Rich Myhre is vice president of Bevilacqua-Knight, Inc. (BKi), an energy research consulting firm headquartered in Oakland, California. He leads company projects in energy supply and environmental control, with an emphasis on evaluating and advancing technologies to improve the cost, efficiency, reliability, and environmental performance of electric power generation. Many projects are shaped by the fuel and electricity market uncertainties and changing environmental regulations that confront power producers around the world.  As outreach coordinator, Myhre has provided project management support to the U.S. Department of Energy sponsored West Coast Regional Carbon Sequestration Partnership (WESTCARB) since its inception in 2003. He assisted the California Energy Commission in planning Integrated Energy Policy Report (IEPR) workshops in 2005, 2007, and 2009, and in coauthoring the AB 1925 report to the California Legislature on geological CCS strategies for the state. Myhre currently serves on the Technical Advisory Committee to the California Carbon Capture and Storage Review Panel.  He has more than 25 years of professional experience in research planning and management, economic assessment, and process plant engineering. He holds a M.A. from the Energy and Resources Group at the University of California, Berkeley, a B.S. in mechanical engineering from the University of Wisconsin, and is a registered mechanical engineer in California.


Dr. Robert Negrini graduated in 1979 with a B.A. cum laude in geology from Amherst College and in 1986 received a Ph.D. in geology from UC Davis. He has worked as a professor at CSU Bakersfield (CSUB) since the fall of 1985 and was selected as the CSUB Outstanding Professor in 1997. Despite the teaching focus of the California State University system, Negrini has published 18 papers in well regarded peer-reviewed publications including Geology, Journal of Geophysical Research, Earth and Planetary Science Letters, Geophysical Journal International, etc. In addition, he has been an author or coauthor associated with more than 65 presentations at meetings of professional societies. To fund this body of research, Negrini has received grants from highly competitive grant programs including the National Science Foundation (NSF), the US Department of Agriculture, the California Department of Water Resources, and the Petroleum Research Fund of the American Chemical Society. Currently he is funded by the NSF and by contracts from Chevron, USA and Occidental Petroleum.  Negrini has served as both president and vice president of the San Joaquin Geological Society, and worked on organizing committees for national and regional meetings of the American Association of Petroleum Geologists. He was selected as the 2008 Educator of the Year by the Pacific Section of the AAPG.


Tiffany Rau is the policy and communications manager for Hydrogen Energy California (HECA), a joint venture project between BP Alternative Energy (BP) and Rio Tinto.  She joined the world of CCS development projects in 2006 and joined the HECA team in Kern County, California in 2007. She serves on the Board of Directors of the California CCS Coalition established in March of this year.  Rau has 16 years of government and public affairs experience with BP, and formerly ARCO, supporting a breadth of oil and gas operations.  She has a successful history in developing public and regulatory outreach campaigns and working with stakeholder groups, such as the Regional Citizens Advisory Council in Valdez, Alaska.  Rau was responsible for obtaining regulatory solutions with the Bay Area and South Coast Air Quality Management Districts, and she served on the staff of the U.S. Senate Armed Services Committee in Washington, D.C.  Rau has a master’s degree in legislative affairs from George Washington University and lives in Hermosa Beach with her husband and two children.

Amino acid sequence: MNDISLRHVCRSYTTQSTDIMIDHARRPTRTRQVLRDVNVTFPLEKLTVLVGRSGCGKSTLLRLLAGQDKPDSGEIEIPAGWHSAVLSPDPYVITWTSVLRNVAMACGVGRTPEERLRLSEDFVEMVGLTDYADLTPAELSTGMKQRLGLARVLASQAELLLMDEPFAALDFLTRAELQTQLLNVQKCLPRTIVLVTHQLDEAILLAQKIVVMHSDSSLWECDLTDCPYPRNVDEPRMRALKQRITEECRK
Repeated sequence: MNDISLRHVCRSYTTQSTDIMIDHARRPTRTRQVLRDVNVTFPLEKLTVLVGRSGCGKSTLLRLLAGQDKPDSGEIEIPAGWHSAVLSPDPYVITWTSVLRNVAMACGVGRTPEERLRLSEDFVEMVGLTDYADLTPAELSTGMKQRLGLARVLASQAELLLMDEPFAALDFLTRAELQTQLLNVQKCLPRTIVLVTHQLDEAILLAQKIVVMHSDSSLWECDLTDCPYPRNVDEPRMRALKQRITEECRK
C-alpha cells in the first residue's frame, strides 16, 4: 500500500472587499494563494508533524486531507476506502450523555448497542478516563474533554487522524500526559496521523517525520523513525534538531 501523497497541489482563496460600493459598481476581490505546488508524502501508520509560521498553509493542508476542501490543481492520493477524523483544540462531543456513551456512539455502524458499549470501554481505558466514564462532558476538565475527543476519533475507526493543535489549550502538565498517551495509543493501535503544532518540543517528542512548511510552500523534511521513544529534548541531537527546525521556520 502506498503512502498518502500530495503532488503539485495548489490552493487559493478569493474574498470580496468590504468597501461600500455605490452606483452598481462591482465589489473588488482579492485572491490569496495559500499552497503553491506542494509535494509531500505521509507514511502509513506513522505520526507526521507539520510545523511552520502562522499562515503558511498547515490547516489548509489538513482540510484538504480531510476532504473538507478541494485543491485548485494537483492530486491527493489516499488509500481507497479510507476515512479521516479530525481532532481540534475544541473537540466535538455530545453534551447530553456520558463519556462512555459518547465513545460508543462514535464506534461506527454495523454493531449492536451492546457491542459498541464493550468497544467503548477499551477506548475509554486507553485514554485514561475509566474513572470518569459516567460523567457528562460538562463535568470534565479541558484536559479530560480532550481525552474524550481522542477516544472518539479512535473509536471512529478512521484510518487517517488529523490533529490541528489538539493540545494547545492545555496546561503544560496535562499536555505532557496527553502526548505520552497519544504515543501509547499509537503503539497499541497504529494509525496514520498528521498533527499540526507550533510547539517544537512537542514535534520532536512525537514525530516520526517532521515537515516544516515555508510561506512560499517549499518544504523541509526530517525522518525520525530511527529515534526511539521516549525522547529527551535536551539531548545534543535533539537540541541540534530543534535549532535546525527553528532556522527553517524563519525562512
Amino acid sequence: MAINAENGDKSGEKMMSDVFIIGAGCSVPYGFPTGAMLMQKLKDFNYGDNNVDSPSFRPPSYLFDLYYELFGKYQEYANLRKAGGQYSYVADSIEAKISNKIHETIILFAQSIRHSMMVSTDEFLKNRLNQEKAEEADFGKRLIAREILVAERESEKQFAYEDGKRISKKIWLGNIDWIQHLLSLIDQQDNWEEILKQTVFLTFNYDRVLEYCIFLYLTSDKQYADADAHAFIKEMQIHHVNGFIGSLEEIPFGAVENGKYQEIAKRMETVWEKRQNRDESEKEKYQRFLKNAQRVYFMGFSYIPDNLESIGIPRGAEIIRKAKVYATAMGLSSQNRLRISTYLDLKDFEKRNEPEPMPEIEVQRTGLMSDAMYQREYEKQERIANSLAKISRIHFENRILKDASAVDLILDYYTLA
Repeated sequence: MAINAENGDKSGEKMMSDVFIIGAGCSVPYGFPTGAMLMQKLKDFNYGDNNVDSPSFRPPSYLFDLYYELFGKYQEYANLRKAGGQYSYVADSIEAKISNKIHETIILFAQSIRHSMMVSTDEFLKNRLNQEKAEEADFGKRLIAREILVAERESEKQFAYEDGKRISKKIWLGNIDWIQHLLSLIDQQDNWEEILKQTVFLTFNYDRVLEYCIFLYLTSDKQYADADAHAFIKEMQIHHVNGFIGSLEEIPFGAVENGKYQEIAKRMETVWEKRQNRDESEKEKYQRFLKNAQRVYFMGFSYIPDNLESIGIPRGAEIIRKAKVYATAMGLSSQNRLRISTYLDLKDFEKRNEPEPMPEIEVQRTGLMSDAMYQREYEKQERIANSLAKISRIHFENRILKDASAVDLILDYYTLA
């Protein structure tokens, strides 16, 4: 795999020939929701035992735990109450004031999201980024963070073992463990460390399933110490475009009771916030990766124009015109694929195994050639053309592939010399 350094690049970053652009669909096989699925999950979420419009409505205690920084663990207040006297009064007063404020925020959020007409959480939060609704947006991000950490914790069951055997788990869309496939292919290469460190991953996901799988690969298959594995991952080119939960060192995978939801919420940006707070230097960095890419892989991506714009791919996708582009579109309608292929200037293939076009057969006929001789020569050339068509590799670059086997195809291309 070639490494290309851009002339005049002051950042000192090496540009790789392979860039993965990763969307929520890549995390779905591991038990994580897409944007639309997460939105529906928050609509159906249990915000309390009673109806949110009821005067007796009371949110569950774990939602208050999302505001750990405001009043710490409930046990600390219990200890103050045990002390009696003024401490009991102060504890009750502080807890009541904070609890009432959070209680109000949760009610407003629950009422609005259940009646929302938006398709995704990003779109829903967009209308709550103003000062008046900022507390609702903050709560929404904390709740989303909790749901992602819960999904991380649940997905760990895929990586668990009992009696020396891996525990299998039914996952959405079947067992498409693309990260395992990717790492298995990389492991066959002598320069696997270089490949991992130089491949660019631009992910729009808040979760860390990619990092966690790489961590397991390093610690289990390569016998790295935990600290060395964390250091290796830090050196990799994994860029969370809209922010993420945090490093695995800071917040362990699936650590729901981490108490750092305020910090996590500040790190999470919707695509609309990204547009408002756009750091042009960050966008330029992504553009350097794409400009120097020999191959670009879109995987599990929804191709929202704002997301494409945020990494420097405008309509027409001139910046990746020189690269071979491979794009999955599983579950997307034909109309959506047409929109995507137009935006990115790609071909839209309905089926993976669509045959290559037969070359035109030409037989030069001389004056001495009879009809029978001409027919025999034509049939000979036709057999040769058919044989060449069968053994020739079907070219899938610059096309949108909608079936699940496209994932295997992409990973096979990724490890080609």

Stacey Shepard is the south valley representative for the Great Valley Center (GVC), a non-profit think-tank and regional convener committed to solving the key social, economic and environmental issues facing California's Central Valley. Shepard represents the GVC in Fresno, Kings, Tulare and Kern counties and works on the organization’s health and energy initiatives.  During her time at GVC, Shepard has developed and implemented a program to assist small Valley cities with greenhouse gas quantification and climate action planning in partnership with Pacific Gas & Electric. She has also coordinated a series of public events on regional health care quality and access, and co-produced Great Valley, a weekly public television series about the challenges impacting the Central Valley, which aired on PBS stations in Redding, Sacramento and Fresno.  Before joining GVC in May 2009, Shepard was the environment and health reporter for the Bakersfield Californian newspaper. She earned a degree in journalism from Buffalo State College and moved to Bakersfield in 2006 after working several years as a newspaper reporter in her hometown of Buffalo, New York.